Language notes: Her pronunciation keeps improving. Right now she’s working on getting her word-initial consonant clusters under control (/fr, sp, st, str, tr/ etc.) She hasn’t got /f/ separate from /s/ yet, so straight sounds like freight. She has just started to work on eliminating the /w/ she used to put on over and out, and the /n/ she used to put on the front of on and in. In other words, she has started to master the glottal stop (the abrupt onset before words starting with vowels in English; the sound in uh-uh ‘no’ that helps distinguish it from uh-huh ‘yes’). She also noticed a good while ago that Daddy pronounces why—her favorite word—with a /hw/ sound while Mama pronounces it with a plain /w/. She claims to use both pronunciations.

Rachel was just beginning to speak a good bit of Chinese by the time we left Zhongshan, but now she has just about quit speaking it. As soon as we hit Honolulu, she ceased hearing it around her so much and apparently decided there was no more use for it. In Hong Kong, we took her out to a nice playground near our hotel where she played with a couple of English-speaking kids her age. She wouldn’t say a word to them. Instead, she remarked to us, “They’re speaking English. Why?” At Bamboo Shoots, she has been slow to speak with the other kids, but it’s probably just her natural shyness. One of the teaching assistants there speaks Chinese but couldn’t extract Chinese responses from Rachel. When we would ask her if she spoke any Chinese at school, she would answer, “But it’s an English-speaking school!”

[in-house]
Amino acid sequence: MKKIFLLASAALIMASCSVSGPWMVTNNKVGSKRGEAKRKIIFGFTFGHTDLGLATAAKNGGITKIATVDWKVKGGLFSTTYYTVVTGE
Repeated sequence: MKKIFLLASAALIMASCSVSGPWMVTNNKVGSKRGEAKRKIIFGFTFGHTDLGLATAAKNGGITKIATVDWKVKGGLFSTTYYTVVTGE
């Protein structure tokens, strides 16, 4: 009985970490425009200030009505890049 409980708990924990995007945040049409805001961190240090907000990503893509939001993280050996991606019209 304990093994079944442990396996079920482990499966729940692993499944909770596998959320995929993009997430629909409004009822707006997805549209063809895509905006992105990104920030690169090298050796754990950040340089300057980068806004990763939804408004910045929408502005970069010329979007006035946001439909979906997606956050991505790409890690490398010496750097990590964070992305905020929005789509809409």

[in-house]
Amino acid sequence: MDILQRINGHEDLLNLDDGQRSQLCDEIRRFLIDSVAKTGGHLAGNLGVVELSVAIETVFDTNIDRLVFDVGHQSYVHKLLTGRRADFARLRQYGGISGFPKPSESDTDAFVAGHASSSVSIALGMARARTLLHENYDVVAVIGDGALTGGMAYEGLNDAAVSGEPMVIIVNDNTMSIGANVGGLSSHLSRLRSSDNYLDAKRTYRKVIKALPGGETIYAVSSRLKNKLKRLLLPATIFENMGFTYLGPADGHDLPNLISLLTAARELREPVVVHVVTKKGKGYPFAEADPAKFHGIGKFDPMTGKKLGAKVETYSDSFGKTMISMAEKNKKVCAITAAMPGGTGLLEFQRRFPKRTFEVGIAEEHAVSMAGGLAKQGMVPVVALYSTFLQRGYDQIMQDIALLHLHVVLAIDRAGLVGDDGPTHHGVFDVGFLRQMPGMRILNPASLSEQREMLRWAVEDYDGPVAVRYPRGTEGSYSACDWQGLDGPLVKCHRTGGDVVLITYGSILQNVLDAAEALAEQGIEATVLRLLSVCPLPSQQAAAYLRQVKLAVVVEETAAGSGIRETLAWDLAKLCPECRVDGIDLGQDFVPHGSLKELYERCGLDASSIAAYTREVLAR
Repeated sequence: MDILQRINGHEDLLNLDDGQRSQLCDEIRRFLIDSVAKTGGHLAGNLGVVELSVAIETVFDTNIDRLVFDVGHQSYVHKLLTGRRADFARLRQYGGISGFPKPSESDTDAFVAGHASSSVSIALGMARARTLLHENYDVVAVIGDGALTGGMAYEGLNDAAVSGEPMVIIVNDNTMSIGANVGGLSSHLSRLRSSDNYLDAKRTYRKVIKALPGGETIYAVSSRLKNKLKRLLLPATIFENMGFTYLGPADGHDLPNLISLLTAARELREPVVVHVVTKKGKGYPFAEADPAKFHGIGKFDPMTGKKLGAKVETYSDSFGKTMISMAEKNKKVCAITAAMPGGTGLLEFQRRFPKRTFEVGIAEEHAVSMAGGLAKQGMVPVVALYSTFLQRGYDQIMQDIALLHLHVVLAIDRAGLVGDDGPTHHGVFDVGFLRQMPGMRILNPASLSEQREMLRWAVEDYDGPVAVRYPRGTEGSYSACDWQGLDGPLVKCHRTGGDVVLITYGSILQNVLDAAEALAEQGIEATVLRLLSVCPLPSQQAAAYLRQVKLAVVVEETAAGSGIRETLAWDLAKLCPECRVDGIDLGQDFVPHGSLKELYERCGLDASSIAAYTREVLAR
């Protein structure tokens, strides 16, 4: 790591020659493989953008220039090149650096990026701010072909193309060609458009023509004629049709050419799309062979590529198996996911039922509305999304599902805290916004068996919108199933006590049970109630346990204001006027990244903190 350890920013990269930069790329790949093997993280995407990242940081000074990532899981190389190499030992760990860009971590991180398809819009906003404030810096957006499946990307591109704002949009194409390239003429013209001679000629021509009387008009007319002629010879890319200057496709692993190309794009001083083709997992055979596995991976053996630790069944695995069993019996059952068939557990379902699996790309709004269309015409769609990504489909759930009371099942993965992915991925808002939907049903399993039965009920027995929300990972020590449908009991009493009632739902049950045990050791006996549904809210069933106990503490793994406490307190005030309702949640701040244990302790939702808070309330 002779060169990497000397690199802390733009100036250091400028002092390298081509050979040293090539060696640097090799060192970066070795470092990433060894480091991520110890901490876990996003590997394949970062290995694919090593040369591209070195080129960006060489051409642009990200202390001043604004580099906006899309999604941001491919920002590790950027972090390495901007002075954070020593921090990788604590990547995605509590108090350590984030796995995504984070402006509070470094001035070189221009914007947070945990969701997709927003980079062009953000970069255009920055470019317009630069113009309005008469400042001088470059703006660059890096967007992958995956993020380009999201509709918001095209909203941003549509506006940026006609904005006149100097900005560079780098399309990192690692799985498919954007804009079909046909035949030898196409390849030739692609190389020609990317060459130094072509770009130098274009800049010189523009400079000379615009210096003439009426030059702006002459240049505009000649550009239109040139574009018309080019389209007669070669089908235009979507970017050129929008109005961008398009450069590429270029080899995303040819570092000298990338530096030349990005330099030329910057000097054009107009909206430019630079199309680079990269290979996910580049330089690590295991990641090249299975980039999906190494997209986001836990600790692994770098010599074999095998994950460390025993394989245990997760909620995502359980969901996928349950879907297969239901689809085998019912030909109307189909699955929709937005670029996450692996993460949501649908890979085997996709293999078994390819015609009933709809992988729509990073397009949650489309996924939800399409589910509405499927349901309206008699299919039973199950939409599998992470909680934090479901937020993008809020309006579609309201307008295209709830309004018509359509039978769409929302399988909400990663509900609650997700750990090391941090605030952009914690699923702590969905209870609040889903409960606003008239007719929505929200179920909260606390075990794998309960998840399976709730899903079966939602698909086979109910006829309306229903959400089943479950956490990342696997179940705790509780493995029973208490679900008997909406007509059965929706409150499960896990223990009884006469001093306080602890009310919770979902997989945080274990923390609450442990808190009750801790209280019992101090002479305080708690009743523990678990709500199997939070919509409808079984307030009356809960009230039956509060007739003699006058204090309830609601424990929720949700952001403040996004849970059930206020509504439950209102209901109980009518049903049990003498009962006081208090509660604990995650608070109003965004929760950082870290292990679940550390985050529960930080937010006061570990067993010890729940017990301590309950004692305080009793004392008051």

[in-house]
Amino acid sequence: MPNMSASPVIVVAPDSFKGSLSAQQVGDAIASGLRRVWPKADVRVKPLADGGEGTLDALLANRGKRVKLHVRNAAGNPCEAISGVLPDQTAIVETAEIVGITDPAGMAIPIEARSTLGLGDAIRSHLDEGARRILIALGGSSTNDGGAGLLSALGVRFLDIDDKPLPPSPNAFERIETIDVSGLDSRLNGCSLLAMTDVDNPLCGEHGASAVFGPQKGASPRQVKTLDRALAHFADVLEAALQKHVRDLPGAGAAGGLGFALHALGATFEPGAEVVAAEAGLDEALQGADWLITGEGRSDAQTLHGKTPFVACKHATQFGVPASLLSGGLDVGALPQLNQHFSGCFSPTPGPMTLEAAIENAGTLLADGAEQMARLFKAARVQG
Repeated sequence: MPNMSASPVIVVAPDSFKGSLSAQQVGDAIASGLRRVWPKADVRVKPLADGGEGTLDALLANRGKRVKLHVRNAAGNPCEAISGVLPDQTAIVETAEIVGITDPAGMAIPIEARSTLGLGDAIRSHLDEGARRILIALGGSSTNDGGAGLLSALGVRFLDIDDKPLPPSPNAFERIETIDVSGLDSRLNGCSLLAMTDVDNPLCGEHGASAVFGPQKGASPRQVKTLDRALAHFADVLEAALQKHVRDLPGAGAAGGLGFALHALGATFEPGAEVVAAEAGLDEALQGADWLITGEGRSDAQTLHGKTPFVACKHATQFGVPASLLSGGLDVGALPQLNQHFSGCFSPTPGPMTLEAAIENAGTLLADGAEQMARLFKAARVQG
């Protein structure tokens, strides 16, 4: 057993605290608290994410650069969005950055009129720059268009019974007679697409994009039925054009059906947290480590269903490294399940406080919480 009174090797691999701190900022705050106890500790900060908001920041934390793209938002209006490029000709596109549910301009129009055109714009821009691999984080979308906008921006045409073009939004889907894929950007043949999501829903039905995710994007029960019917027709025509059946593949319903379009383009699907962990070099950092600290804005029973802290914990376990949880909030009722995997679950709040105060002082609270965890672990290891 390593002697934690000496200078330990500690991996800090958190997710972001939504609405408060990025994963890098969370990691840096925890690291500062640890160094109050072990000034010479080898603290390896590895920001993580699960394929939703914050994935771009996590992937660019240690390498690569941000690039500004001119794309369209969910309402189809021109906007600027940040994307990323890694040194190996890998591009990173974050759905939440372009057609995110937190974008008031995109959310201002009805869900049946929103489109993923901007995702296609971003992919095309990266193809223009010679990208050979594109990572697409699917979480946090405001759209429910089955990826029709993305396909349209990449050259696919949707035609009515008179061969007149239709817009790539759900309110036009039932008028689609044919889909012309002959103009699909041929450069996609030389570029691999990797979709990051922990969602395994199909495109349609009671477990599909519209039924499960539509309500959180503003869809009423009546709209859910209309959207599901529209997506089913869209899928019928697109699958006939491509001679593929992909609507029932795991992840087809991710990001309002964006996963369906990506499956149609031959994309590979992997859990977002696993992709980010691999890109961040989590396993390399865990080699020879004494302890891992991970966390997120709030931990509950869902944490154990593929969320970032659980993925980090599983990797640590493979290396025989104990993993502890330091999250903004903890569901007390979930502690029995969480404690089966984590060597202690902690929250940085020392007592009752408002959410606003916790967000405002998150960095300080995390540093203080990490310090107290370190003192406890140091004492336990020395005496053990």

She hardly ever sings much at home now. She hasn’t learned the new school’s repertoire yet. But she is an avid and highly interactive story-telling audience. She nods as you go, asks for meanings of words she hasn’t learned yet, and asks so many questions sometimes that it’s hard to keep the story moving. She never drifts off during a story, but keeps asking for one more. She likes to participate by filling in salient words in the stories she has read many times. She also likes us to spell (“psell”) words, and always assigns us one to spell while brushing her teeth.

Her most remarkable achievement in our eyes is her discovery of what syllables are. On the way home from school one day in China, she asked why “e-le-phant” has three words but “bear” has only one. She was probably carrying over into English what her teachers had told her about Chinese characters, since each character is one syllable. We taught her the word syllable (which comes out Seminole when she says it) and now she can count off the syllables of any word you give her—fairly accurately too. Although she does tend to like to repeat the last syllable enough times to get through all the fingers on one hand.

UPDATE: This child is now a 24-year-old teacher in Boston’s Chinatown.

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One Child’s Language: at 32 months (and abroad)